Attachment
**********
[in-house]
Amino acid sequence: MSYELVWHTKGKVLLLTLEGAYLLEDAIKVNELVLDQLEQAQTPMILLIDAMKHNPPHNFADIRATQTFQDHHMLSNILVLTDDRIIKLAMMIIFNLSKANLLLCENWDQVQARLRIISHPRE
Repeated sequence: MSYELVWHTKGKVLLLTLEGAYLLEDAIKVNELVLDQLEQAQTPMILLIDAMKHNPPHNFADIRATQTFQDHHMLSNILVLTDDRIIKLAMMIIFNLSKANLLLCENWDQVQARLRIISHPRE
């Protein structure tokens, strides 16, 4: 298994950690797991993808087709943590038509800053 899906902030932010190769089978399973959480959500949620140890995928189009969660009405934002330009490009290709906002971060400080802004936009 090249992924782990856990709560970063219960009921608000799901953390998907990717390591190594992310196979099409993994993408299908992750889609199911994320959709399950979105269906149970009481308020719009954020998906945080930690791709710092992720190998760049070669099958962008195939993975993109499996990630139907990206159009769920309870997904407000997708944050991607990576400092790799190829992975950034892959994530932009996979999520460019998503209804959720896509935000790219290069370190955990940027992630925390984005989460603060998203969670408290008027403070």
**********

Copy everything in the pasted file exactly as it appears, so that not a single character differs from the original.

[in-house]
Amino acid sequence: MSYELVWHTKGKVLLLTLEGAYLLEDAIKVNELVLDQLEQAQTPMILLIDAMKHNPPHNFADIRATQTFQDHHMLSNILVLTDDRIIKLAMMIIFNLSKANLLLCENWDQVQARLRIISHPRE
Repeated sequence: MSYELVWHTKGKVLLLTLEGAYLLEDAIKVNELVLDQLEQAQTPMILLIDAMKHNPPHNFADIRATQTFQDHHMLSNILVLTDDRIIKLAMMIIFNLSKANLLLCENWDQVQARLRIISHPRE
């Protein structure tokens, strides 16, 4: 298994950690797991993808087709943590038509800053 899906902030932010190769089978399973959480959500949620140890995928189009969660009405934002330009490009290709906002971060400080802004936009 090249992924782990856990709560970063219960009921608000799901953390998907990717390591190594992310196979099409993994993408299908992750889609199911994320959709399950979105269906149970009481308020719009954020998906945080930690791709710092992720190998760049070669099958962008195939993975993109499996990630139907990206159009769920309870997904407000997708944050991607990576400092790799190829992975950034892959994530932009996979999520460019998503209804959720896509935000790219290069370190955990940027992630925390984005989460603060998203969670408290008027403070």